Monday, 13 February 2017

Tom Langlands- Out of the Flying Pan...

It's always good to try different things and go for new challenges. Panning is a technique that I use from time to time along with other methods of Intentional Camera Movement. With Icelandic whooper swans being in the area at this time of year I decided to spend some time working on in-flight panning shots of these birds. It was a project that was to last for three or four days.

As a regular visitor to the reserve at WWT Caerlaverock - where I run photography workshops - I was familiar with the best locations to find the birds and also had the knowledge of when and where they would fly. I also have the advantage of having studied their behaviour over many years so can predict with relative ease when they are about to lift-off. That takes a lot of the guesswork and difficulty out of this kind of photography.

However, it doesn't make taking the photographs any easier. For this type of work I normally prefer to use a sturdy tripod with a gimbal head. For those not familiar with gimbal heads they enable the camera to be fixed to the tripod with a head that, once adjusted correctly, enables fluid movement of the camera in any direction. It is perfect for following birds in flight. Unfortunately, on this occasion the hide I wanted to use and the angles that the birds would fly at precluded the use of this invaluable piece of kit. So, the first challenge was that photographs would have to be taken hand-held.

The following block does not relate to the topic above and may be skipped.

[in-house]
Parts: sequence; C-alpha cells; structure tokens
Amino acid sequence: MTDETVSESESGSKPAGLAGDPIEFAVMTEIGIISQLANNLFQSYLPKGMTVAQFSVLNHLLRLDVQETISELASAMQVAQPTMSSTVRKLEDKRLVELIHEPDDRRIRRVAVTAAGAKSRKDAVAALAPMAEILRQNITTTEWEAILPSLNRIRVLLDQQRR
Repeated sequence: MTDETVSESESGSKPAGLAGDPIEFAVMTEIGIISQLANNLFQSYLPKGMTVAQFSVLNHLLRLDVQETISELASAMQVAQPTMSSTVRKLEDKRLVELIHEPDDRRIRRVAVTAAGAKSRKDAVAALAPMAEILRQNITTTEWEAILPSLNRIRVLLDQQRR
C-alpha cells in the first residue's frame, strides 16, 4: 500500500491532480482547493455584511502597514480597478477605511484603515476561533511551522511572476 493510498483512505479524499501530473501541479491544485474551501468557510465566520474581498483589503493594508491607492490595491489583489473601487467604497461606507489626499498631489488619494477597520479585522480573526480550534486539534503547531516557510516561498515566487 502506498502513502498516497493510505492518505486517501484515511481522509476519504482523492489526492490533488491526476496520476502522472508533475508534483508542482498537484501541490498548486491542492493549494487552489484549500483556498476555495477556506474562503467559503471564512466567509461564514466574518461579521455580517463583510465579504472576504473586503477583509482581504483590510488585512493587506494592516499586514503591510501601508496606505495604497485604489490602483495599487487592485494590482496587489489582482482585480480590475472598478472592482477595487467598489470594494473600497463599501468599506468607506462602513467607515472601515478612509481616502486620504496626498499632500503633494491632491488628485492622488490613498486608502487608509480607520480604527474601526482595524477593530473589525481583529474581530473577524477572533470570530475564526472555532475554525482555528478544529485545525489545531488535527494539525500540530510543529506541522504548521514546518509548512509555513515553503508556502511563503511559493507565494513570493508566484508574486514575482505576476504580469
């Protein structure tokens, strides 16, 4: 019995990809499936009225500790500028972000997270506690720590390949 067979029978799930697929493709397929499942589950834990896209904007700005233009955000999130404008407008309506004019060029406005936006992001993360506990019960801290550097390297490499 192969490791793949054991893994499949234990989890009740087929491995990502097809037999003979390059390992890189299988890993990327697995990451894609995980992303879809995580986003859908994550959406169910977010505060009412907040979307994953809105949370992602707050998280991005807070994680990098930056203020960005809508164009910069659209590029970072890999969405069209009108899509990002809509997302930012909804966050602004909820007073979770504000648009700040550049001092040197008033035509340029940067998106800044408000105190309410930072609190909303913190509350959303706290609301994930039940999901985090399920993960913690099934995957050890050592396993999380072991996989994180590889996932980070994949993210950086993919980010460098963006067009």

For the technically minded I have experimented over the years with different shutter speeds and lenses and have worked out that my best success rate with panning shots of these birds is achieved with a hand held 300mm lens and a shutter speed of 1/40 second. For that reason I always take these shots with my camera set in shutter priority mode. Panning requires that the camera tracks the bird at exactly the same speed as the bird in flight. If I achieve that then the head of the bird will generally be sharp while I will get a sense of movement both against the background and also in the flapping wings.

However just to add to the challenge, whooper swans - and other long necked birds - don't always keep their head steady and level in flight - it will often bob up and down as they flap their wings. Experience tells me that 1/40 second at 300mm is the optimum arrangement. Also, still for the technically minded, I don't want to shoot with the aperture wide open as the depth of field can become too shallow when I'm not sure of exactly which part of the moving bird the camera focus has locked on to. Consequently I usually shoot with an aperture of around 5.6 - 6.3.

Of course, the hard bit is learning to lock onto the bird either as it takes off or in-flight and to ensure that the panning action is fluid and steady. Here's a top tip if you want to try this technique for yourself - position your body facing where you anticipate the panning sequence ending. Don't orientate yourself facing where the panning sequence starts otherwise you will get tired and in an awkward position towards the end of the pan - which is generally the position where you want to take the most shots. If you do that you will end up running the risk of increasing camera shake - not good!

All of the shots here were taken using the techniques I have just described. Swans are big but graceful birds and this technique gives them a sense of movement and gracefulness that static 'frozen' images alone can't convey.

Try it for yourself and have some fun but be warned it takes a bit of practice...

Tom Langlands

No comments:

Post a Comment